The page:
How to maintain contact with absent employees

It is the responsibility of both the manager and individual employee to ensure contact is maintained during a period of sickness absence.

You can be clear and confident about the benefits of maintaining contact – it can help to reduce the natural anxieties that the employee may have about being absent or returning to work, and provide up to date information on the individual’s condition/circumstances, enabling you to plan work during the absence and support the individual’s subsequent return to work.

For longer term periods of absence, it is a good idea to agree with an employee the method of contact and frequency; whether telephone, email or in person, or a mix, and weekly or fortnightly etc.

Please note: the below checklists points are not exhaustive (and provided for guidance purposes only as not all maybe relevant/appropriate to each case).

Before you make contact with the employee:

Prepare

Even a familiar working relationship may feel a little strained after a period of absence, particularly for the individual who may feel a little isolated from the workplace, even after a fairly short spell away. A few tips:

  1. Make sure that you are familiar with any information already provided by the individual, including the reason for the absence and the date that it began. Where possible check if any specific arrangements for contact have been previously agreed with the employee regarding this period of absence.
  2. Make a note in advance of any specific issues that you need to cover, and establish whether the employee is coming to the end of their full or half pay sick pay provision so that this can be discussed during the contact and confirmed in writing afterwards.
  3. If the contact is via a meeting at the University, ensure that a suitable meeting place is available. Consider privacy and accessibility.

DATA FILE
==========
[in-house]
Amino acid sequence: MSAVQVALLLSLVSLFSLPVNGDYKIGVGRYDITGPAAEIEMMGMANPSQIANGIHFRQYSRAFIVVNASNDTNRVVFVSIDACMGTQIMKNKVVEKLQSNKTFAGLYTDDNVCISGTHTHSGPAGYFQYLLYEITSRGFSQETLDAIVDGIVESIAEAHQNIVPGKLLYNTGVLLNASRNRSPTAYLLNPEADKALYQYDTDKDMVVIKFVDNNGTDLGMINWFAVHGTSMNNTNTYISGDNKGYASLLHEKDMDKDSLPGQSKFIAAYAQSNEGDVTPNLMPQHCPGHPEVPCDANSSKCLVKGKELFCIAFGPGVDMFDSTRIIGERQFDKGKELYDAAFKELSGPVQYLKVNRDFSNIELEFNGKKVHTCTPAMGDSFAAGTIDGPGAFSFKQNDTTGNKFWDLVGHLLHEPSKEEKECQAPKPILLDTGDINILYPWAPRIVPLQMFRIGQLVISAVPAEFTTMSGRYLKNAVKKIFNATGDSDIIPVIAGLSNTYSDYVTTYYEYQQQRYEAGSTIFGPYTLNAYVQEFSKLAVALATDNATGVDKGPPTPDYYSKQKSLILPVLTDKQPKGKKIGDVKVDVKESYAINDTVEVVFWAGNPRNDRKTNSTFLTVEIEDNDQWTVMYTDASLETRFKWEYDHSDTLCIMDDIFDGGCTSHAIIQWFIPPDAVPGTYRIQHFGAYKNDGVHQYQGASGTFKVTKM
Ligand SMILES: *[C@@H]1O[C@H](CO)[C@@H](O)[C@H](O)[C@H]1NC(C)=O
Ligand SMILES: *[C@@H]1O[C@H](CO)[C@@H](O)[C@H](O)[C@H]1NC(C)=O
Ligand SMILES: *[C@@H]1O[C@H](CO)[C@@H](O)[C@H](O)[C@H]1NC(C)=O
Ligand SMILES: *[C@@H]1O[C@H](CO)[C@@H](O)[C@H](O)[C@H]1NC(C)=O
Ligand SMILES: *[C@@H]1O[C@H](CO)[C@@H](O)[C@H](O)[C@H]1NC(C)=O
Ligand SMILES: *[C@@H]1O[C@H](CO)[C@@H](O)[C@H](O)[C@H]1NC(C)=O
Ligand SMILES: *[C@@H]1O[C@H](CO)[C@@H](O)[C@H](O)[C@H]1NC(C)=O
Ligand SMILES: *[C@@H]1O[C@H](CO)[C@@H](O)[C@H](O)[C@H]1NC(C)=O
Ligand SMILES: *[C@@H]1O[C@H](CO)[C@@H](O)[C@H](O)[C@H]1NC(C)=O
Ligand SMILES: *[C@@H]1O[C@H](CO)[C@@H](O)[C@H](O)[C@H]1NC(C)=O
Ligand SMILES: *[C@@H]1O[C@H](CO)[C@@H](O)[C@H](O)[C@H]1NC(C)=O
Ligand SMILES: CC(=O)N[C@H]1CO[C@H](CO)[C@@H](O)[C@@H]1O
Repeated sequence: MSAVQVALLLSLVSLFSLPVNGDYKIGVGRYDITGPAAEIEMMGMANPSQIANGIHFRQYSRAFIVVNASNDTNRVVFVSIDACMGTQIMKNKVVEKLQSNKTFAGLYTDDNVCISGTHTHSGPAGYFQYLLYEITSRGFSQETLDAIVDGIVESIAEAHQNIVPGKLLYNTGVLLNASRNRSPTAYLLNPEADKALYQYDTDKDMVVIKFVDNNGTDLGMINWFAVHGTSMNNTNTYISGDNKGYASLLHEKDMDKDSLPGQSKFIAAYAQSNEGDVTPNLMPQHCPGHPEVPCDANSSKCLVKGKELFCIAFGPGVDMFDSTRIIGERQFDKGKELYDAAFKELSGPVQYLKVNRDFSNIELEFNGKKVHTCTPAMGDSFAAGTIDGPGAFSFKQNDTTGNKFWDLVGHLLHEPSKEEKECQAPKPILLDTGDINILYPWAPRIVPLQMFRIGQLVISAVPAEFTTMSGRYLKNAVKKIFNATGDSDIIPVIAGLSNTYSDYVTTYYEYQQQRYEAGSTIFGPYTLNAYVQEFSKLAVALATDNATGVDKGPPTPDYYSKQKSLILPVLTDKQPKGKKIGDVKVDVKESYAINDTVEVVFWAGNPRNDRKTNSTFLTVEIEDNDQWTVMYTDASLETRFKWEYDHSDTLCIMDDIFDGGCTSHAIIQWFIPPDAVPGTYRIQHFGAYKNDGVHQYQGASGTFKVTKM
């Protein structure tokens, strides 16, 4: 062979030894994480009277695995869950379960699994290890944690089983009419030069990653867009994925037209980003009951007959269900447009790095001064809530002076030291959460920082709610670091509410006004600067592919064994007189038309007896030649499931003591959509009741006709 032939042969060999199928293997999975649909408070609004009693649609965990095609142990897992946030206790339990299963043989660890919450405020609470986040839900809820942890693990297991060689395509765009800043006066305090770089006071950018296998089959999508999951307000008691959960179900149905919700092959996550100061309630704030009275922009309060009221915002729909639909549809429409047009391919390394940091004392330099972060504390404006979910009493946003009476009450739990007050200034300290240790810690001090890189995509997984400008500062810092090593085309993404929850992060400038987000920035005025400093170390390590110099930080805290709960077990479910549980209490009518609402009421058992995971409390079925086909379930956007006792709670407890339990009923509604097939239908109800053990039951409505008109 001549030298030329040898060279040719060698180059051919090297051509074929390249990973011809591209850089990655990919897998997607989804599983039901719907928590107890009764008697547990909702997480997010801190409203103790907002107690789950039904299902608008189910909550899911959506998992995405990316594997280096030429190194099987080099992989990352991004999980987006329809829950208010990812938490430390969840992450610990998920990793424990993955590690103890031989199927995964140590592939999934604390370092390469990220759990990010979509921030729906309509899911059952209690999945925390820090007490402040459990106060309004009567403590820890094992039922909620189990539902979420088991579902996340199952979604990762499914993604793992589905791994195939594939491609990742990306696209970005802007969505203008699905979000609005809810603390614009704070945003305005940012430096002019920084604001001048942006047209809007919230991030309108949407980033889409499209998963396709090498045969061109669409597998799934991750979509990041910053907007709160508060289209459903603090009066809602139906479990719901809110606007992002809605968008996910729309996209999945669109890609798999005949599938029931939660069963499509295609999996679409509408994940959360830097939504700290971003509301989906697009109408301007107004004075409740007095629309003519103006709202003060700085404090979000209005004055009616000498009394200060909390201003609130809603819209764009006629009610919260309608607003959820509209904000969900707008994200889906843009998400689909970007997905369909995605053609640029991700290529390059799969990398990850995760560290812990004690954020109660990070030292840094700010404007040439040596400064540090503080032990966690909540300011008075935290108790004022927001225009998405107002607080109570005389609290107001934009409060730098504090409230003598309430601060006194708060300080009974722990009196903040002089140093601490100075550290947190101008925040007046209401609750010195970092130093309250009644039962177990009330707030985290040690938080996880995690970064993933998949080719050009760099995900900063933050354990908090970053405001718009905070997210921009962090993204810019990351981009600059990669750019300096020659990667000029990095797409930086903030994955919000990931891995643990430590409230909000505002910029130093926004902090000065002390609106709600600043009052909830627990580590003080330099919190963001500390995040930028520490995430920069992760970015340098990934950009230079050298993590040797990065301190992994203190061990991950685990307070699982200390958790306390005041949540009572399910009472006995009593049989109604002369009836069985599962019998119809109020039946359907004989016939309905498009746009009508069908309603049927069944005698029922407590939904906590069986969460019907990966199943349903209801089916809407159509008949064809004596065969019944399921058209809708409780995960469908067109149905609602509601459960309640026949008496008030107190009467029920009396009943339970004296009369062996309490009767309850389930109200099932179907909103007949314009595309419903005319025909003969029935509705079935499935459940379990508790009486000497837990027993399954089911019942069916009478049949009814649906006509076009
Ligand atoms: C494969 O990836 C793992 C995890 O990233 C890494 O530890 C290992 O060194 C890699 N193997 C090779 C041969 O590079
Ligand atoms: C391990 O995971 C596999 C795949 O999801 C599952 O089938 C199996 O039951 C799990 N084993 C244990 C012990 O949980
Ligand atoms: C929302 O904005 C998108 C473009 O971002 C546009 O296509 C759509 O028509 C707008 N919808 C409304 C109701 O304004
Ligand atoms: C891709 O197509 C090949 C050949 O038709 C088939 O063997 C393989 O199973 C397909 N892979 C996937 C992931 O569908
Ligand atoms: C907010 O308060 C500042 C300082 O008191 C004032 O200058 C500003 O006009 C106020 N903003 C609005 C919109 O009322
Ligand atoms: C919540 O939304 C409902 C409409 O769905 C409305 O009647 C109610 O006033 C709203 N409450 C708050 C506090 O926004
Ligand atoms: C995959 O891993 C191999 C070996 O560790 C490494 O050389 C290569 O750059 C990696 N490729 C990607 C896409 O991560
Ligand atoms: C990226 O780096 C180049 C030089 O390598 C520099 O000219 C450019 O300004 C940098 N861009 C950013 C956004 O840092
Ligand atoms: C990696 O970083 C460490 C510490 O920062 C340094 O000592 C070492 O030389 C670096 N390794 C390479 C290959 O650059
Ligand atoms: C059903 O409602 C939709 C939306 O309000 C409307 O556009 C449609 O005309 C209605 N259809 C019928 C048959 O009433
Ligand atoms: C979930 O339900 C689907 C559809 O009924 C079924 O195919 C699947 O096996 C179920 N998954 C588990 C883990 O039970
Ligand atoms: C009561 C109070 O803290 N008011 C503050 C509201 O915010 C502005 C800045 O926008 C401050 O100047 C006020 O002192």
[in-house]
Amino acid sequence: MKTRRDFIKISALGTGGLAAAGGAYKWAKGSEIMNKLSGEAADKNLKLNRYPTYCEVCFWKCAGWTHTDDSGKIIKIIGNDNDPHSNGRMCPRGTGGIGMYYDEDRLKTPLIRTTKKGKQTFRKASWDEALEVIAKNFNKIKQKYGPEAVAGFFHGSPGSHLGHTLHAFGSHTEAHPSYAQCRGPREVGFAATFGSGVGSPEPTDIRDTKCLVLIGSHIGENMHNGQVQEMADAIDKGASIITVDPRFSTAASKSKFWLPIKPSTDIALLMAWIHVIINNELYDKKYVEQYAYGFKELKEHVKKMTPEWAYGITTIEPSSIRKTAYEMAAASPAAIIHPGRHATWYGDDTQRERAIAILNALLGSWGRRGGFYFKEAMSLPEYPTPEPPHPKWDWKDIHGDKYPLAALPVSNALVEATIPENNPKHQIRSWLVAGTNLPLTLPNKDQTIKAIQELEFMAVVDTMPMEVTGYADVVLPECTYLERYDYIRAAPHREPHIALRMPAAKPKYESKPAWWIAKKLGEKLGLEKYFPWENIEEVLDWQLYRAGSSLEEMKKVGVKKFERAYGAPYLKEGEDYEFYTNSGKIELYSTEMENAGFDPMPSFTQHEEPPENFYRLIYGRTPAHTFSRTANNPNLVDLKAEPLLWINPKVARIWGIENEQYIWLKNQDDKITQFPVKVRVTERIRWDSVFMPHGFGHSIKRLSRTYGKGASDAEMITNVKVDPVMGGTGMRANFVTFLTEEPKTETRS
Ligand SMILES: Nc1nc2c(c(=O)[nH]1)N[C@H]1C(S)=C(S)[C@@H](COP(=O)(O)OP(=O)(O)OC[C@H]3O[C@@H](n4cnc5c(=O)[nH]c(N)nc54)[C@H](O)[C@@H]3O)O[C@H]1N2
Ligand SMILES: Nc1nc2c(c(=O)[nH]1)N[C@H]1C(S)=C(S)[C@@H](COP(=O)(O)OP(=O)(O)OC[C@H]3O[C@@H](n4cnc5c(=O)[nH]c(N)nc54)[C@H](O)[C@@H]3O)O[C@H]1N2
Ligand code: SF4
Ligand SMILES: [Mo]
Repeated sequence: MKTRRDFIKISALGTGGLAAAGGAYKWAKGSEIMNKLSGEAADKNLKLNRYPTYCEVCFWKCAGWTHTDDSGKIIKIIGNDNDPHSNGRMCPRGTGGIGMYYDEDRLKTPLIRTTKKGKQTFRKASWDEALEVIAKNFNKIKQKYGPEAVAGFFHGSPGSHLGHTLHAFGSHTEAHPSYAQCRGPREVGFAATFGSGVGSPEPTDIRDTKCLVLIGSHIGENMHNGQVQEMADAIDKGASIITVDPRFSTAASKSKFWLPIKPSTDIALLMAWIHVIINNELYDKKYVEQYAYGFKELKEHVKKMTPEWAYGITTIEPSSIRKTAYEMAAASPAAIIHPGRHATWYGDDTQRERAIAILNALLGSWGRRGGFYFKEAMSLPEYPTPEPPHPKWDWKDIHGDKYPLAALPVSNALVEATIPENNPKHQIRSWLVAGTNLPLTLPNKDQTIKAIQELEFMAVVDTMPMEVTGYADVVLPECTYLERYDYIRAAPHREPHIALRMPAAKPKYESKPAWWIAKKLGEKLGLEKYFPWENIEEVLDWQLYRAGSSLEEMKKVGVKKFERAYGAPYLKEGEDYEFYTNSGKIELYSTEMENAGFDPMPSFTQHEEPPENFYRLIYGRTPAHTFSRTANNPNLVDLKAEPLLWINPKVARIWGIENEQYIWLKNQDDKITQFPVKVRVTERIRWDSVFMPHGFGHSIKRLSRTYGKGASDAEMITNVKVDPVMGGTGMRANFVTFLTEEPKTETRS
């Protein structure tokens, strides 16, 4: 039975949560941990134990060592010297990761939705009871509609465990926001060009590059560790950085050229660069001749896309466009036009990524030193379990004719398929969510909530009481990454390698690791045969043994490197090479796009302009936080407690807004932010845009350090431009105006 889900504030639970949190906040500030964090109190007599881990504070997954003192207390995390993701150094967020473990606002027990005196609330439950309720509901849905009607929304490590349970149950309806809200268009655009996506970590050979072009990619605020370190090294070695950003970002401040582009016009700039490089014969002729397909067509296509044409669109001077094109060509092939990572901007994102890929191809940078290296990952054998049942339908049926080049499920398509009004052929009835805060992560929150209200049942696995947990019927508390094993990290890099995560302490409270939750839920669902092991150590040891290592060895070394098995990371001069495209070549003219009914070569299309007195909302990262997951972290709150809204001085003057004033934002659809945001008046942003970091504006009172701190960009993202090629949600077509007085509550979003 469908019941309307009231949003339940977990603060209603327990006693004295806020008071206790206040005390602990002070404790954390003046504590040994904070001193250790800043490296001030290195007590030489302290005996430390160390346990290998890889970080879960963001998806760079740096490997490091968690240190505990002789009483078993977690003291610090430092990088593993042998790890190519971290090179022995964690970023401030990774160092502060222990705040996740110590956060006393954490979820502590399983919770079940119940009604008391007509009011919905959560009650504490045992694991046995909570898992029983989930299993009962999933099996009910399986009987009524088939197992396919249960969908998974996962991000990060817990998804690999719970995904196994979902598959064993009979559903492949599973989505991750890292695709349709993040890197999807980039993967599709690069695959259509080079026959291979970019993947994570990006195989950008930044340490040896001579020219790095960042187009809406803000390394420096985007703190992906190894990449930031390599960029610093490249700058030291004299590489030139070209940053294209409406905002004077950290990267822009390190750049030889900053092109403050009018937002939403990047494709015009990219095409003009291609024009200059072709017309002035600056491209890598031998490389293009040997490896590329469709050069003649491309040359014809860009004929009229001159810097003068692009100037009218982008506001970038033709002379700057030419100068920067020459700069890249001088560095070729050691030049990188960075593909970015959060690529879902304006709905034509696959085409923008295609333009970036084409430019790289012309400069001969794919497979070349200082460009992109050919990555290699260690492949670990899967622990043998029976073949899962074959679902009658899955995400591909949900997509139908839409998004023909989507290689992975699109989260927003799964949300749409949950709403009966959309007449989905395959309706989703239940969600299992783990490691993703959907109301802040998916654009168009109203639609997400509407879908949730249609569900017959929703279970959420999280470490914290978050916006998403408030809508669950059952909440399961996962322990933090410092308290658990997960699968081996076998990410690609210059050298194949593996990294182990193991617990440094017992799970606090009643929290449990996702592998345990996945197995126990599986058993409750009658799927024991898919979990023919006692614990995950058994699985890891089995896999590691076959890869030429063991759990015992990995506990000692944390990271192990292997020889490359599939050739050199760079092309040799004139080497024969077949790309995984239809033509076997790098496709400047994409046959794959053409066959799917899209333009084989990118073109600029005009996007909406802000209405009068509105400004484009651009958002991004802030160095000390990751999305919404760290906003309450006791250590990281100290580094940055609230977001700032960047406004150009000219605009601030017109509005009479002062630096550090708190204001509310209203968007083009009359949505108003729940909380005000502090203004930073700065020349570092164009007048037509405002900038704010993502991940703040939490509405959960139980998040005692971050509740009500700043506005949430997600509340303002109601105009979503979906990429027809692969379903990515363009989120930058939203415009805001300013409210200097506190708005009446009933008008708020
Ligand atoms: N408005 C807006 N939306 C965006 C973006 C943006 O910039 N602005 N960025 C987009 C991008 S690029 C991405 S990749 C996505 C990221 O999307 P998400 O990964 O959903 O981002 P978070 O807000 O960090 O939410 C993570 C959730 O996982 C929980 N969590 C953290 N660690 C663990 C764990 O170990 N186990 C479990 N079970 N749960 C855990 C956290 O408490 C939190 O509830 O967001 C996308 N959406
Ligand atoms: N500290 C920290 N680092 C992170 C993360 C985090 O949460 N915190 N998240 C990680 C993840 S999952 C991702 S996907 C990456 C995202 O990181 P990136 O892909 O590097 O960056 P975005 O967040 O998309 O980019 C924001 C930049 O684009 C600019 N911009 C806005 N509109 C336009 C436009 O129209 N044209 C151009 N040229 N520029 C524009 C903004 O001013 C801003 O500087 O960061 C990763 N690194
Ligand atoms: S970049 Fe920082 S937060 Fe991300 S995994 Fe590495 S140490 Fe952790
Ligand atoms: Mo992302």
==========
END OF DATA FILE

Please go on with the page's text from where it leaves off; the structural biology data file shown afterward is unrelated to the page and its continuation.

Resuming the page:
4. If meeting the staff member at their home, it is sensible to make another colleague aware of your plans, in case of any unforeseen issues or delays.

During contact with the absent employee:

  1. Do convey good wishes from colleagues and think about whether it is appropriate to provide a brief update on key events/changes that have happened in the department or the wider University.
  2. If you are meeting face-to-face, explain that you may need to make brief notes and say why (i.e. to assist your ability to offer support to them during their absence, and to record any follow up actions needed).
  3. Check whether the individual believes that the sickness absence is disability or work-related. If it is, then you may need to take appropriate measures.
  4. Where you believe a referral to Workplace Health & Wellbeing is needed, explain why and obtain the individuals consent to organise this.
  5. Establish whether the employee has received an indication from their physician (e.g. GP/Consultant Specialists) about when they may be able to return to work.
  6. Where a referral to Workplace Health & Wellbeing has already been undertaken, discuss any recommendations made by the occupational health adviser/physician.
  7. Check if any support is required to facilitate an effective return to work. Make the employee aware of additional sources of advice/support as appropriate e.g. staff counselling and the staff helpline.
  8. Where the employee has been away for a longer period, establish whether a phased return to work will be needed so that you can begin to consider the options.
  9. Discuss sick pay entitlement – whether the employee is approaching a reduction to half-pay or null pay.
  10. Establish whether the individual would like you to provide an update/convey a message to their team colleagues, and agree what this will be, to ensure that the employee’s confidentiality is maintained.
  11. Agree when the next contact will be made to review/discuss the situation.

After contact:

  1. Deal with any action points that were raised during the discussion and let the individual know that you have done so.
  2. File any notes made, (providing a copy to the employee if this is what you agreed), and seek support/advice from Workplace Health & Wellbeing or Human Resources, as appropriate.


A note on relationship difficulties....

Where relationship difficulties are a factor in the sickness absence, consider methods of resolution such as workplace mediation, support for the individual via the harassment support network (where for example bullying is alleged) and seek advice from colleagues in HR.

Where there are relationship difficulties between the you (as manager) and the absent employee, you may wish to consider whether the contact during sickness absence is with another manager rather than you, allowing you time to consider with an HR colleague a means to resolve the issues and facilitate the return to work.